William Clusin, MD

Publication Details

  • PROLONGATION OF THE HUMAN CARDIAC MONOPHASIC ACTION-POTENTIAL BY SOTALOL AMERICAN JOURNAL OF CARDIOLOGY ECHT, D. S., BERTE, L. E., Clusin, W. T., SAMUELSSON, R. G., HARRISON, D. C., Mason, J. W. 1982; 50 (5): 1082-1086

    Abstract:

    Sotalol and propranolol are nonselective beta-adrenergic blocking agents. Sotalol at low concentration, unlike propranolol, prolongs the duration of the transmembrane action potential. In a double-blind study, the electrophysiologic effects of intravenous sotalol (0.30 or 0.60 mg/kg; n = 9) were compared with intravenous propranolol (0.15 or 0.20 mg/kg; n = 8) in 17 patients with use of bipolar suction electrodes in the right atrium and right ventricle to determine whether sotalol prolongs the monophasic action potential duration in man. After administration of sotalol, there were significant increases (paired t test) in the Q-T interval (p less than 0.001), right atrial effective refractory period (p less than 0.05), right ventricular effective refractory period (p less than 0.005), right atrial monophasic action potential duration at 90% repolarization (p less than 0.01), and right ventricular monophasic action potential duration at 90% repolarization (p less than 0.005). Prolongation of the monophasic action potential duration was dependent on plasma sotalol concentration. There were no significant changes in these variables after propranolol. The spontaneous cycle length and Wenckebach cycle length increased significantly in both groups, and the mean blood pressure decreased in both, although not significantly after propranolol. In summary, sotalol but not propranolol prolonged atrial and ventricular effective refractory periods and lengthened the monophasic action potential and the Q-T interval of human myocardium after intravenous infusion. The ability to acutely prolong repolarization at therapeutic plasma concentration is unique among known competitive beta-adrenergic receptor antagonists.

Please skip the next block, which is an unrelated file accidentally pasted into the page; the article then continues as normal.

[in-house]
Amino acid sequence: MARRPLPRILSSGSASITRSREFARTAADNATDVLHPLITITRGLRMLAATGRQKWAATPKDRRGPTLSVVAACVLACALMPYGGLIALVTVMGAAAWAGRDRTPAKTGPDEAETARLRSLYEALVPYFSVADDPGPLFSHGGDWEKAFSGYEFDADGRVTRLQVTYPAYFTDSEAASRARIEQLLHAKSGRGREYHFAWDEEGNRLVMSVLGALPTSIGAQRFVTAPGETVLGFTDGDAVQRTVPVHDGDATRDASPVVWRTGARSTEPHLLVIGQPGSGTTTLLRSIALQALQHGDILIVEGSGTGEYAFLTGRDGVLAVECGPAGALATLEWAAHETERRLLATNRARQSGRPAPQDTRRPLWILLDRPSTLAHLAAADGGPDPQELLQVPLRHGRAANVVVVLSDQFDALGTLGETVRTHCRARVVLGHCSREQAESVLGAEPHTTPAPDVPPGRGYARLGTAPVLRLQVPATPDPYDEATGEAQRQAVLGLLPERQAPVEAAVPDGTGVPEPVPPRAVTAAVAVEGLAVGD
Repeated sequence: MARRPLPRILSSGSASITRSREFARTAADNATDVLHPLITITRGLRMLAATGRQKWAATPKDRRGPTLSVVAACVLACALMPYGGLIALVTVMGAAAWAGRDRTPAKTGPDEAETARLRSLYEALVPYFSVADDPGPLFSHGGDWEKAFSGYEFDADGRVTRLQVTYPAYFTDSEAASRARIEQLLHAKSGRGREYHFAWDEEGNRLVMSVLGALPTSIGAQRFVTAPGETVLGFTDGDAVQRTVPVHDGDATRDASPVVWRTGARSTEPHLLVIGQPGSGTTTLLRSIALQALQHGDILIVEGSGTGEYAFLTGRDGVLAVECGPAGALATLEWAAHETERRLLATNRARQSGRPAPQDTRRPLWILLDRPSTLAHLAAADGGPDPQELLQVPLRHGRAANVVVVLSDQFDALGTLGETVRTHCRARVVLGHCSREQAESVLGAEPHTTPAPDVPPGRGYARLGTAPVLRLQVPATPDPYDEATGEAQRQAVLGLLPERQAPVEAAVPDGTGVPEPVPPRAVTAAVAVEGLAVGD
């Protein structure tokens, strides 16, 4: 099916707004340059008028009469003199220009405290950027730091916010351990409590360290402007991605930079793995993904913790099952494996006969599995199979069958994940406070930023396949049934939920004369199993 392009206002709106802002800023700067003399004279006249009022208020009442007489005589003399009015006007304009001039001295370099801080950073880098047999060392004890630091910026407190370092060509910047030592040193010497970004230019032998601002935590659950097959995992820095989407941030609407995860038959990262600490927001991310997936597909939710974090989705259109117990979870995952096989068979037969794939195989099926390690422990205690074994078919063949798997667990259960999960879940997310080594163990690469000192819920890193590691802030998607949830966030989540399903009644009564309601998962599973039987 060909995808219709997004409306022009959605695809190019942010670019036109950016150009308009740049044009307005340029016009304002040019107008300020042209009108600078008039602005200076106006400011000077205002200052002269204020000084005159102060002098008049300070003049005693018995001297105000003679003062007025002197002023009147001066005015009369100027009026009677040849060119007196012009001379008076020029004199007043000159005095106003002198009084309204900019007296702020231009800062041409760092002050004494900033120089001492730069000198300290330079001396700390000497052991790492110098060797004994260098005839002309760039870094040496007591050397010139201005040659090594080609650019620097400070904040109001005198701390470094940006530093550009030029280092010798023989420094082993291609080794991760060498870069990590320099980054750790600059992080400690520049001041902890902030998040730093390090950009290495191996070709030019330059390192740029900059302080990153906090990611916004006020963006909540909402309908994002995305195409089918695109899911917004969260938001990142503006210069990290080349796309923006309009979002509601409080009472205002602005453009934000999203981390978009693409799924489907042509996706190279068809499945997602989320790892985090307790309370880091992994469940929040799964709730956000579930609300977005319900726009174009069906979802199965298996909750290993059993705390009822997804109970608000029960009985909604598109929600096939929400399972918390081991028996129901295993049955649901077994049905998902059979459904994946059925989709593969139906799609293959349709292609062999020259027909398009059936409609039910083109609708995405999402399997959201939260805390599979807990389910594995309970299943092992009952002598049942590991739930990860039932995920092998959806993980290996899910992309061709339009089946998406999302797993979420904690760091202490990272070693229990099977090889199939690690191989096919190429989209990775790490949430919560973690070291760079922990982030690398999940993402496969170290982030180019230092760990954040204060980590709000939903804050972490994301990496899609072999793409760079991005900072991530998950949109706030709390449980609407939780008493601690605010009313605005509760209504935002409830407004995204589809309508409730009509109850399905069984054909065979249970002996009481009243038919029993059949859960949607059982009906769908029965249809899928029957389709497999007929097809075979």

View details for Web of Science ID A1982PP59400024

    View details for PubMedID 6127944

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